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Growth pains of an expanding Navy

chandigarh Updated: Mar 02, 2014 09:38 IST
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Admiral DK Joshi has put in his papers in the best traditions of the Services, taking moral responsibility for a series of accidents affecting warships at sea and in harbour. This is an act of the highest honour and worthy of the greatest praise from all of us. These accidents have caused a tremendous uproar and raised a lot of questions about naval ships’ seaworthiness, maintenance and the competence of crews not to speak of leadership both at the middle and senior levels.

Recently two Commanding Officers of ships involved in accidents had been removed from command. Fresh mishaps would have meant that more Captains would’ve been punished for culpability. In the absence of action against senior commanders who should take moral responsibility this would’ve resulted in a loss of morale among lower ranks. Rather than sacking, posting out or upbraiding CinCs of Commands and fleet commanders the Chief of Naval Staff took the whole blame upon himself so as to say and resigned.

The Navy has in recent decades undertaken a high profile expansion programme aimed at capacity building to become a true blue water force capable of defending India’s sea lanes of communication and denying the same to enemies. Unfortunately, the additional manpower required to keep pace with the growth has not been sanctioned. The Navy also seems to have been burdened with far too many commitments- coastal security in the wake of 26/11, naval diplomacy in the form of alliance-building exercises with other nations’ navies and antipiracy operations. All very necessary keeping in view threat perceptions and our own economic and military ambitions but such added deployments do not make the job of building an ocean-going maritime force any easier.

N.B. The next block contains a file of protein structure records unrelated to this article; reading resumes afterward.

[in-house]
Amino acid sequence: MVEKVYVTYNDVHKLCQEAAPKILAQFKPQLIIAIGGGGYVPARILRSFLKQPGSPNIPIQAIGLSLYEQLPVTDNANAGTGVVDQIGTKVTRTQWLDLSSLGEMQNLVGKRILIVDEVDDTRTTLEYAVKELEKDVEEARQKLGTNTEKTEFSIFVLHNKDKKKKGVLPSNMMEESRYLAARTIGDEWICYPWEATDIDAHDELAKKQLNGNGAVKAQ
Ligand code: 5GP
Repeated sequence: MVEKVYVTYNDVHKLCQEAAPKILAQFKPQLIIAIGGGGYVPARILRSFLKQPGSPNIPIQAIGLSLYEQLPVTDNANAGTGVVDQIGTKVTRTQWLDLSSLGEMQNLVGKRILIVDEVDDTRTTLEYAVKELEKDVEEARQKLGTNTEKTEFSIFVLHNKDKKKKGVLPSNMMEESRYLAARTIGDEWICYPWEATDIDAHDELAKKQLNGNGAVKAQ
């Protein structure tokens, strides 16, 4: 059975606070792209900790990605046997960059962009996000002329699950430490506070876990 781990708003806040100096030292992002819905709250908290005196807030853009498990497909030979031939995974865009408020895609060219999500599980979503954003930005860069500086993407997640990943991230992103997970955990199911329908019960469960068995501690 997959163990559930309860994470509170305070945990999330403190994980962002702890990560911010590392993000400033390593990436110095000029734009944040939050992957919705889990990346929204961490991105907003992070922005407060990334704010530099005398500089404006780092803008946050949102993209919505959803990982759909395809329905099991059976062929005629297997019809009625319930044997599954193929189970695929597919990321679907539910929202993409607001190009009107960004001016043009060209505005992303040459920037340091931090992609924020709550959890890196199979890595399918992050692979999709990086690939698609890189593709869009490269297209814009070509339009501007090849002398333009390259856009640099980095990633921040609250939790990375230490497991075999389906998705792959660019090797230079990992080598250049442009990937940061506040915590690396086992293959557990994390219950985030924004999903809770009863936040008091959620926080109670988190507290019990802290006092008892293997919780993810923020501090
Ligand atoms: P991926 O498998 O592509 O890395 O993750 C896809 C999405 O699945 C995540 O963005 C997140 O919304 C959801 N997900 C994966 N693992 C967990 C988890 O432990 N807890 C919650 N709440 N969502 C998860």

Ex-servicemen celebrated the grant of their long-standing demand for OROP with their usual élan by organising a traditional Barakhana at Chandigarh last Monday albeit with a partisan political tinge. Rahul Gandhi was there to interact with them which he did with aplomb. In my opinion such interface between political leaders and veterans in the right setting is very necessary. The military have never let down their political masters not even as veterans.

Whether defending the nation, engagement in internal security or even providing aid in times of natural disasters the armed forces have always given of their best. Similarly, the veterans have not only taken a full part in nation-building but while articulating their grievances refrained from destructive agitations. The political class cutting across parties have not been as sensitive to the just requirements of military personnel and veterans. This must end and last Monday’s intercommunication between the two and Mr Gandhi’s assurances were happy auguries for a better future.


Everyone interested in military history as well as the descendants of soldiers who fought in the conflict must attend the India and the Great War Conference being held at the USI, New Delhi on March 5-7. The flagship event being addressed by international and indigenous scholars will kick off the national commemoration of India’s role in the war. I’m seeking to meet descendants of First World War veterans. Please write to